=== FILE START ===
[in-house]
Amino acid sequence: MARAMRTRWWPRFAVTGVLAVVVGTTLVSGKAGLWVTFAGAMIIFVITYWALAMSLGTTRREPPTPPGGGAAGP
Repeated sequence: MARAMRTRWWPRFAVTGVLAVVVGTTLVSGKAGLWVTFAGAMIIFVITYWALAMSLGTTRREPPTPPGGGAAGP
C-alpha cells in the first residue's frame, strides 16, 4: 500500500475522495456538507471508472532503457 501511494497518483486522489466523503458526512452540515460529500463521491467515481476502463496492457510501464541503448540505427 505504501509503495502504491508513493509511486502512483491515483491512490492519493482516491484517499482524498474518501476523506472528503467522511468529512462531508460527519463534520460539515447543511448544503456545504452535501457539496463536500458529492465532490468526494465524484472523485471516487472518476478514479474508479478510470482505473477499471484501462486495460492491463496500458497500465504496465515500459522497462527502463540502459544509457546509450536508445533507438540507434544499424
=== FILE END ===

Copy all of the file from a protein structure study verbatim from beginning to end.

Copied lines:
[in-house]
Amino acid sequence: MARAMRTRWWPRFAVTGVLAVVVGTTLVSGKAGLWVTFAGAMIIFVITYWALAMSLGTTRREPPTPPGGGAAGP
Repeated sequence: MARAMRTRWWPRFAVTGVLAVVVGTTLVSGKAGLWVTFAGAMIIFVITYWALAMSLGTTRREPPTPPGGGAAGP
C-alpha cells in the first residue's frame, strides 16, 4: 500500500475522495456538507471508472532503457 501511494497518483486522489466523503458526512452540515460529500463521491467515481476502463496492457510501464541503448540505427 505504501509503495502504491508513493509511486502512483491515483491512490492519493482516491484517499482524498474518501476523506472528503467522511468529512462531508460527519463534520460539515447543511448544503456545504452535501457539496463536500458529492465532490468526494465524484472523485471516487472518476478514479474508479478510470482505473477499471484501462486495460492491463496500458497500465504496465515500459522497462527502463540502459544509457546509450536508445533507438540507434544499424